Complaint ("Am. Compl.") and are accepted as true
for the purposes of this motion to dismiss.
January 4, 2016, Ashmeade agreed to work as a licensed banker
at Citizens Bank, a subsidiary of CFG, in Middletown, New
York. Am. Compl. ¶¶ 2, 3. His position with
Citizens constituted at-will employment. PL's Response at
12. As a licensed banker, Ashmeade was subject to the
Financial Industry Regulatory Authority ("FINRA")
regulations and to the employment policies of Citizens Bank.
Am. Compl. 1 8. Ashmeade's supervisor at Citizens Bank
throughout his employment was the Middletown Branch Manager,
Jennifer Depeau. Am. Compl. ¶¶ 6, 24.
2016, Ashmeade filed a bankruptcy petition pursuant to
Chapter 13 of Title 11 of the United States Code. Am. Compl.
¶¶ 4, 8; See 11 U.S.C. §§ 1301 et
Bank then received an anonymous phone call informing it that
Ashmeade had petitioned for bankruptcy under Chapter 13. Am.
Compl. ¶ 4. FINRA rules required Ashmeade to disclose
any history of bankruptcy by updating his FINRA Form U4. Am.
Compl. ¶¶ 2, 8; Am. Compl. Exs. 7.1a, 7.1b. As
Ashemeade's employer, Citizens was responsible for
reviewing and ensuring such disclosures were in compliance
with FINRA rules. See Am. Compl. fl 8, 9; Exs. 7.1a, 7.1b.
Citizens therefore conducted an investigation into
Ashmeade's bankruptcy disclosures pursuant to its
authority as a FINRA employer. Am. Compl. ¶ 5; Exs.
7.1a, 7.1b. Citizens closed the investigation after two
months and did not share with Ashmeade the information it
gathered. Am. Compl. ¶ 5. After Citizens closed the
investigation, Depeau verbally informed Ashmeade of a
"stipulation" that the he could not be promoted
until his Chapter 13 case was completed. Am. Compl. ¶ 5;
see Am. Compl. ¶¶ 6, 8.
2016, Citizens discovered that in April, 2016, Ashmeade
failed to mark a personal day as "Paid Time Off" in
the time-keeping system. Am. Compl. f¶ 14, 16, 17.
Depeau reviewed and approved Ashmeade's erroneous
timesheet when Ashmeade initially completed it, and Depeau
only became aware of the error over six months later upon an
end-of-year review. Am. Compl. ¶¶ 14, 17. Depeau
informed Ashmeade that this error was an oversight. Am.
Compl. ¶ 17. Upon asking Citizens's Human Resources
("HR") department about the procedure to amend his
timesheet, Ashmeade was not given any warning of a risk of
termination. Am. Compl. ¶ 14. Ashmeade completed a
manual adjustment to his timesheet which was subsequently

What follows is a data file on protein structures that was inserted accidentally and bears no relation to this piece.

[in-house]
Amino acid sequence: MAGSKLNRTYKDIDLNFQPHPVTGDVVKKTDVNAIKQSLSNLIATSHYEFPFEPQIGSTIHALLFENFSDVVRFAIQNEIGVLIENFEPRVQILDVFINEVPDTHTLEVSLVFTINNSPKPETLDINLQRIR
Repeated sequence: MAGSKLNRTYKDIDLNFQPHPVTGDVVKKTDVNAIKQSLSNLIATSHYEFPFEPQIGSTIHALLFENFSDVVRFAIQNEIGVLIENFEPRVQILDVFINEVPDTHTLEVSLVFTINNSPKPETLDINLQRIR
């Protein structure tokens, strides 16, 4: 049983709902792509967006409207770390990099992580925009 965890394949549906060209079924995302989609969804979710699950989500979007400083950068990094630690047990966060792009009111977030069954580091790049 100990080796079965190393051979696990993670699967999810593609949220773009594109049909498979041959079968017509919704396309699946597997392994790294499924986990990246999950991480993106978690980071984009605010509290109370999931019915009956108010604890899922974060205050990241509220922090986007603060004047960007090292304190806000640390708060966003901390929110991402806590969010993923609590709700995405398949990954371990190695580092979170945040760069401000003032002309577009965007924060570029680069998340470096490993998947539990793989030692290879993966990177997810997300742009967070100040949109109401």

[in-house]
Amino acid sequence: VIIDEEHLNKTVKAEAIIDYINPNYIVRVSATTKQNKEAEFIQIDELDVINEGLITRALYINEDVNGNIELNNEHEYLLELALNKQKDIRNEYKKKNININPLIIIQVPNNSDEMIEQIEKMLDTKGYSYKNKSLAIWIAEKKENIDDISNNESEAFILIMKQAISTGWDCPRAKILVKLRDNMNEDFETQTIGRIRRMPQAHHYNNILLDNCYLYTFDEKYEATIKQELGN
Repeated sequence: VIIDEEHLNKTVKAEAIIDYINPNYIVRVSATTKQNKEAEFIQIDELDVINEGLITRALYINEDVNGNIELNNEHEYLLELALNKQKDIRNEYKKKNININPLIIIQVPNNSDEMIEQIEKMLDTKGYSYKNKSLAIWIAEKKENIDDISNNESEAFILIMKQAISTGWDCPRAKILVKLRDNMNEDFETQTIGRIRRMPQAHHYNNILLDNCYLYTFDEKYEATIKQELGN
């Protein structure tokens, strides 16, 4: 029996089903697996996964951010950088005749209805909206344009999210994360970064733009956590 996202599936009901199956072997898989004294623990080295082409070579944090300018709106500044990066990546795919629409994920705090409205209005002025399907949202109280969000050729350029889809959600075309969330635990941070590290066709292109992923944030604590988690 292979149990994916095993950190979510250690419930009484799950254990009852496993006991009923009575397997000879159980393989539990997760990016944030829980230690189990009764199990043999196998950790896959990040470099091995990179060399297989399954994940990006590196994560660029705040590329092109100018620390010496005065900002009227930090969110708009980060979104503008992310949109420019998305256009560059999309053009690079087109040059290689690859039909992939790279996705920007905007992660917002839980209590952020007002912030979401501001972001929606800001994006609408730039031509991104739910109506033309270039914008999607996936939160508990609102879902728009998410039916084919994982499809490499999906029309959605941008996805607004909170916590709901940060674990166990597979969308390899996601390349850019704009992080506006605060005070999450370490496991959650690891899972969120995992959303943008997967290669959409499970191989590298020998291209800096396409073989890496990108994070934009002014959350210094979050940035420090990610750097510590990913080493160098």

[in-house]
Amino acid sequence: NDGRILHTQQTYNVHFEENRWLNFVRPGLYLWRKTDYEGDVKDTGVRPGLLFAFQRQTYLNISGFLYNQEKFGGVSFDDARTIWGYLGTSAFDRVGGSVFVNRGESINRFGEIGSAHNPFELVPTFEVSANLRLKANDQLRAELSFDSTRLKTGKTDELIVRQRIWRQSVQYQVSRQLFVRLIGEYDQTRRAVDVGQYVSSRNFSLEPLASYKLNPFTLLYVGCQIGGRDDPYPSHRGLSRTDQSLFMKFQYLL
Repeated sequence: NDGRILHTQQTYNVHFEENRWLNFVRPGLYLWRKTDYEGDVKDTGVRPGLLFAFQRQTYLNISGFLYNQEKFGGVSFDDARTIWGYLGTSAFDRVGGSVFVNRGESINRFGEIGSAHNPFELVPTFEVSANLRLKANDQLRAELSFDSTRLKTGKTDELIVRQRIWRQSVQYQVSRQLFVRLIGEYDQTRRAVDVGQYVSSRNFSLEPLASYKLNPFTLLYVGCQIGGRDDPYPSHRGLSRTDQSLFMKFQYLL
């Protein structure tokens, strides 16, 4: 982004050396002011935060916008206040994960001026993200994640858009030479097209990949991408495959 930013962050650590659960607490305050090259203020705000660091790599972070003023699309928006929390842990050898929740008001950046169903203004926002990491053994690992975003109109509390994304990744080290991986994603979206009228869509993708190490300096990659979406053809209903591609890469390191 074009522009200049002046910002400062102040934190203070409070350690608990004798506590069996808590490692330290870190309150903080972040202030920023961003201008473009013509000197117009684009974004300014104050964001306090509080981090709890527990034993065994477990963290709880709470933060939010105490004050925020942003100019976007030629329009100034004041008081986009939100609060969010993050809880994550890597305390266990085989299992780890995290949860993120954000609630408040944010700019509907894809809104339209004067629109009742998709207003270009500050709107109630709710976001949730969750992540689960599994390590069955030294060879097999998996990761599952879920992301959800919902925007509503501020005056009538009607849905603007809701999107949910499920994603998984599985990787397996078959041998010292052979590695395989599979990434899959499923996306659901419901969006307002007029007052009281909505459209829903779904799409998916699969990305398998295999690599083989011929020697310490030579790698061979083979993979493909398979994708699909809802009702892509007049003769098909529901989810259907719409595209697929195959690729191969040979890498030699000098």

submitted by Depeau. Am. Compl. ¶ 15.
employment with Citizens Bank was terminated in January,
2017. Am. Compl. ¶ 24. Before termination, Ashmeade
received strong performance reviews from his supervisor and
received no warnings of inadequate conduct. Am. Compl. ¶
14. Pursuant to their obligation to disclose the reason for
termination of a FINRA-registered employee on the terminated
employee's Form 05, Citizens disclosed that Ashmeade was
"[d]ischarged . . . due to policy violations. Mr.
Ashmeade falsified his bank time card. Not investment
related." Ex. 7.2.
month after his termination in January 2017, Ashmeade's
position was filled by a former colleague who is twenty years
younger and less qualified than Ashmeade. Ashmeade's
replacement maintained a friendly relationship with Depeau,
and she is not a member of a protected class. Am. Compl.
¶¶ 21, 24. Since his discharge from Citizens Bank,
Ashmeade has had difficulty finding a new job and suffered
adverse employment consequences. Am. Compl. ¶ 20.
filed this pro se action on October 27, 2017, in New
York State court. The defendants jointly removed the case to
federal court on November 17, 2017, invoking this Court's
federal question and supplemental jurisdiction. Dkt. No. 1;
see 28 U.S.C. §§ 1331, 1367, 1441. On
November 27, 2017, the defendants moved for a more definite
statement of Ashmeade's claim. Dkt. Nos. 6-10. After a
brief exchange of correspondence and a pre-motion hearing
before the Court, Ashmeade filed the operative Amended
Complaint on January 8, 2018. Dkt. No. 18. The defendants
moved to dismiss Ashmeade's Amended Complaint on January
26, 2018. Dkt. Nos. 23-26.
defendants move to dismiss Ashmeade's claim of bankruptcy
discrimination under 11 U.S.C. § 525(b) because Ashmeade
has failed to state sufficient facts to claim ...